Chuffed to again appreciate John Browning’s 1968 recording of Chopin’s Opuses 10 & 25 Etudes for RCA and finding it even finer than I remembered – link below to a YouTube posting – I have now pursued the box of all his LPs and CDs for that company, 1965-96. (Thanks Karen and Berlin!) In doing so, and given this set was released in May 2017 (and remains available), I have inaugurated a new Column category, “Back Catalogue Reviews”.
Apart from the Chopin, now restored to me in physical format and sounding great, Browning (1933-2003) also recorded a seamless and shaded Beethoven Diabelli Variations; a ravishing Ravel disc (a sensitive Sonatine, a crisp and shapely Tombeau de Couperin, and an atmospheric Gaspard de la nuit, culminating in a suitably devilish ‘Scarbo’); and, staying in France, there’s a Debussy recital issued for the first time, Pour le piano, both Books of Images, and Estampes, all played with impressive agility, searching insight and seductive touch. (I heard no reason why this recording should have been held back.) And Browning is just as distinguished in Book II of the Préludes, all moods, volumes and tempos judged to a nicety, ending with a stunning ‘Feux d’artifice’, fireworks glittering in the night-time sky. Also, Saint-Saëns’s Carnival of Animals, the Boston Symphony conducted by Seiji Ozawa with Garrick Ohlsson as pianist colleague. Musically excellent, narratively a little less so if lively, but Melissa Joan Hart appears only at the beginning (replicating the original release?) and anyway she’s on a separate track. A word for Jules Eskin, BSO principal cellist back then (1992), and his quite lovely assumption of ‘The Swan’.
German piano music is also afforded a coupling of highpoints, Beethoven’s Opus 110 Sonata and Schumann’s Etudes symphoniques (without the so-called ‘posthumous variations’ that Brahms reinstated). Browning gives intellectually enquiring accounts that also communicate directly with the listener through – for the Beethoven – attractive phrasing, graded dynamics, feistiness (second movement), sublime expression, fugal fecundity and a victorious conclusion; and – for the Schumann – a mercurial approach: romantic, volatile, tender, triumphant.
With orchestra … Samuel Barber wrote his Piano Concerto for Browning. He recorded it twice; both versions are here – 1964, for Columbia Masterworks with George Szell and his Clevelanders; 1990, with Leonard Slatkin and the St Louis Symphony; terrific piece, two terrific performances (the Szell coupling, William Schuman’s contemplative/middle-section-active twenty-minute A Song of Orpheus, with cellist Leonard Rose, retained, and welcome) and, sonically, both belie their sixty years; and with the St Louis version is Barber’s delightful six-number Souvenirs (piano/four hands) co-scripted by Slatkin, every bit a match for Browning. With Ozawa, this time the LSO, Tchaikovsky’s First Piano Concerto – arresting horns at the opening – Browning rather pummelling the piano part, unfortunately, barnstorming most of time, a brightly lit, widescreen production that does pianist and piece little credit, but amidst so much excellence, one dud is fine, for, also LSO, this time with Christoph Eschenbach, 1996, there’s Beethoven’s Concerto for Piano, Violin and Cello (‘Triple Concerto’) – Pinchas Zukerman, Ralph Kirshbaum – a spacious and thoughtful account of music that perhaps requires special pleading and certainly gets it here, the three soloists characterful team-players well-balanced with the orchestra, essaying a rapt slow movement and a generous way with the polonaise Finale; in the coda Browning uses the sustain pedal, as Beethoven requests, something that rarely happens. Back to Boston, this time with Erich Leinsdorf – 1965, 1967, 1969 – for Prokofiev’s five Piano Concertos spread over three CDs and including the B-side to Concerto 5, some of Kurt Weill’s Threepenny Opera music, collected as Kleine Dreigroschenmusik, including ‘Mack the Knife’, the eight selections performed as edgily and satirically as you’re ever going to hear, played brilliantly and recorded explicitly. As for its Concerto companion, in five pithy movements, Browning, Leinsdorf and the Bostonians make a charismatic team, technical challenges overcome, music made, a similar story for the previous four works, virtuosity serving the scores, the musicians’ rapport evident throughout. The recorded sound is somewhat bright and congested, but these accounts have staying power, especially Concerto No.4, for the left-hand, given a compelling outing.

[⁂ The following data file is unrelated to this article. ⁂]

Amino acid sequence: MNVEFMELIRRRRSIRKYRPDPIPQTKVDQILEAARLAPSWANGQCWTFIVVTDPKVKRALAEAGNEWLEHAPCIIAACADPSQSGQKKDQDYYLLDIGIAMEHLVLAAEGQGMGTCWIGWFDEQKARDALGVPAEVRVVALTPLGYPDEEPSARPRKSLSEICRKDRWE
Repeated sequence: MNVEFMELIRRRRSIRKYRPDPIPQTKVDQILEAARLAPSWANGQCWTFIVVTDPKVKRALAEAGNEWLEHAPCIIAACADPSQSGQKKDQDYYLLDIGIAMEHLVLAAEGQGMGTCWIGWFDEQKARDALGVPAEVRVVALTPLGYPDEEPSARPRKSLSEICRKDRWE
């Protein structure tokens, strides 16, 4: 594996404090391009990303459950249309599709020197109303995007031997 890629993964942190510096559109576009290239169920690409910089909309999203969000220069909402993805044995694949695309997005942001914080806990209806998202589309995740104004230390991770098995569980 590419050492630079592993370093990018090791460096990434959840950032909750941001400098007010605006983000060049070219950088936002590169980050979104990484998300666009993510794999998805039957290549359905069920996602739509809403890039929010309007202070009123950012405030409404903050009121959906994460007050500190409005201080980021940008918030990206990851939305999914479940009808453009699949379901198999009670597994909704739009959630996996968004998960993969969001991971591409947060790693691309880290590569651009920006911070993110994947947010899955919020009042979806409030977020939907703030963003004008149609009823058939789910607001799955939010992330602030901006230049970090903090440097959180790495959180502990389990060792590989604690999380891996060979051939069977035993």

So, at a stroke, Chopin-inspired, John Browning’s complete RCA albums (with LP artwork preserved) is now part of my library, and I recommend it for yours. RCA Red Seal 88985395032 (12 CDs).